Czech Republic is one of the world’s most taxed countries

The tax burden in the Czech Republic is above the OECD average according to new data

New data from the Organisation for Economic Cooperation and Development (OECD) has revealed the countries with the highest tax burden around the world.

According to the OECD, tax revenues as a percentage of GDP (i.e. the tax-to-GDP ratio) have continued to increase; the 2017 figure is the highest recorded OECD average tax-to-GDP ratio since records began in 1965.

The French pay the most annually in tax and social contributions at 46.2% followed by Denmark, Sweden, Italy, and Greece in the OECD’s ranking of tax as a percentage of the GDP.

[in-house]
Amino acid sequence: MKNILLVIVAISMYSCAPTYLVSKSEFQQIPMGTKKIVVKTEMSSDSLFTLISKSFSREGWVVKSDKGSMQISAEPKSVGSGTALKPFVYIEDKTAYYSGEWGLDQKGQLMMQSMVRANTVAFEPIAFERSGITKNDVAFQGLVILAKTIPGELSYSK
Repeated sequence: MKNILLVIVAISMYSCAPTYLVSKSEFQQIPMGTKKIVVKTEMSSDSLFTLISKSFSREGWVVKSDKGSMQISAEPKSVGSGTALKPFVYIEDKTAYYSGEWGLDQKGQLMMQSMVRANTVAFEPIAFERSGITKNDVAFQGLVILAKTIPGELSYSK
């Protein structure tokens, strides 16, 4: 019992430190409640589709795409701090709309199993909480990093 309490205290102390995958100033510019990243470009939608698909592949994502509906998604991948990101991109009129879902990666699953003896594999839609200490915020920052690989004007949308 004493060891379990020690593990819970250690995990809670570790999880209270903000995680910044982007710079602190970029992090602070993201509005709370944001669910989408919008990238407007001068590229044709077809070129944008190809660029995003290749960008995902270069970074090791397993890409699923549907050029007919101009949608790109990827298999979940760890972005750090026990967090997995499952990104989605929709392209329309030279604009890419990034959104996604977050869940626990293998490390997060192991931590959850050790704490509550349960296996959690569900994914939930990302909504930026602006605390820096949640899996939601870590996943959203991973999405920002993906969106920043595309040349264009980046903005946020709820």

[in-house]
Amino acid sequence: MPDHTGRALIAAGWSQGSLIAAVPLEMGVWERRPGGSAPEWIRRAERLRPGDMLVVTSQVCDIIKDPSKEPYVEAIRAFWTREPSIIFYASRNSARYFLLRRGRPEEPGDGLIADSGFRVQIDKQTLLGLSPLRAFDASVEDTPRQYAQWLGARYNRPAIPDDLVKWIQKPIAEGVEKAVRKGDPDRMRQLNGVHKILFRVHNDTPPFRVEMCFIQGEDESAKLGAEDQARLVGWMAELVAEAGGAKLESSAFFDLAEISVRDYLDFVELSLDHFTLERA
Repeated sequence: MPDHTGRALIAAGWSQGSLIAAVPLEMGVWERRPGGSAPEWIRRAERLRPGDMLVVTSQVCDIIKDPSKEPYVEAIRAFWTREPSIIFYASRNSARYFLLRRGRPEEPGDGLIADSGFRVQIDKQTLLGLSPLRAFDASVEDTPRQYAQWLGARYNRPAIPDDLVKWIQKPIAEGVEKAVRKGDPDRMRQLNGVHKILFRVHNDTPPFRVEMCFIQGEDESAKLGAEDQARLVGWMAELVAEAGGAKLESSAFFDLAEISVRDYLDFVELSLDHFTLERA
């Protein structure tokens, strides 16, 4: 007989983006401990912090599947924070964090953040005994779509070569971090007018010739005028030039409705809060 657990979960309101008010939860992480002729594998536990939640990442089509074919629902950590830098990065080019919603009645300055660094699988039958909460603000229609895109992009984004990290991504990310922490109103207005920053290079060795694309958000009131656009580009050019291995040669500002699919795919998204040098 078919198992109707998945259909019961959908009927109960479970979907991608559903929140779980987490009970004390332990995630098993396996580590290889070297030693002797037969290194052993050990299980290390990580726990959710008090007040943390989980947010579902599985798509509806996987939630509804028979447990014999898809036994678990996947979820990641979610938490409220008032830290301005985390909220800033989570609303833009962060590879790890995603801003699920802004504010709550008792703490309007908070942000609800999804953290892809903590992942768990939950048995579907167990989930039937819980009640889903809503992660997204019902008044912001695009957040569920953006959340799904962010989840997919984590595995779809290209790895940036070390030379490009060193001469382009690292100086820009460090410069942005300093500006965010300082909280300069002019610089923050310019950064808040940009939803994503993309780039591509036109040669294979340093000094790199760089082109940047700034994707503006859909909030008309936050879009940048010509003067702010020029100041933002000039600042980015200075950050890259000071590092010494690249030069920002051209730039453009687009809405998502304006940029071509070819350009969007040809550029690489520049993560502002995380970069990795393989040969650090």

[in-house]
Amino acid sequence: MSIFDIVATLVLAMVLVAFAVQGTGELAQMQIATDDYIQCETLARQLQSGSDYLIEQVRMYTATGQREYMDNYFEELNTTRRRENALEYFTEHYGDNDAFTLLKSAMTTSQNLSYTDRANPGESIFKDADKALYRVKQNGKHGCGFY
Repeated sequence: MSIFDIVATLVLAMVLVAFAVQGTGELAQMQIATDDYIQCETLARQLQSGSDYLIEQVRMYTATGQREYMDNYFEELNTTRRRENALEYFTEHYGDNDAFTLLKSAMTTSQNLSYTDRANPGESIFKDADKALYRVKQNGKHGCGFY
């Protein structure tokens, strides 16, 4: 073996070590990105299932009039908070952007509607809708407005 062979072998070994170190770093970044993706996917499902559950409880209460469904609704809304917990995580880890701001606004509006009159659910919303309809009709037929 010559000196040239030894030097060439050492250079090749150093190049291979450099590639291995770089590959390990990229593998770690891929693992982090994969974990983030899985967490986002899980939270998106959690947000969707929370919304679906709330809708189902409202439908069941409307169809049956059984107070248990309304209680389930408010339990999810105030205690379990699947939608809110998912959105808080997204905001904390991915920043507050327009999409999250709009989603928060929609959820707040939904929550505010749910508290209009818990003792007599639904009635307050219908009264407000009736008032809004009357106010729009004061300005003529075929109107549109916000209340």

The tax burden in the Czech Republic is above the OECD average of 34.2%, reaching 34.9% of the country’s gross domestic product (GDP). These figures land the Czech Republic (#9) among the top ten countries with the heaviest tax burden, behind Germany (#8) and above Portugal (#10).

Breaking down the numbers, Czechs pay 15% income tax; 11% is deducted from gross income for social and health insurance. In addition, employers pays 25% for social and 9% for health insurance (34% total), the highest among the Central and Eastern European countries.

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Social security contributions as a share of total tax revenues were highest in Slovakia and the Czech Republic (43.5% and 42.9%, respectively).

Of the 34 countries for which data for 2017 are available, the ratio of tax revenues to GDP compared to 2016 rose in 19 and fell in 15 countries.


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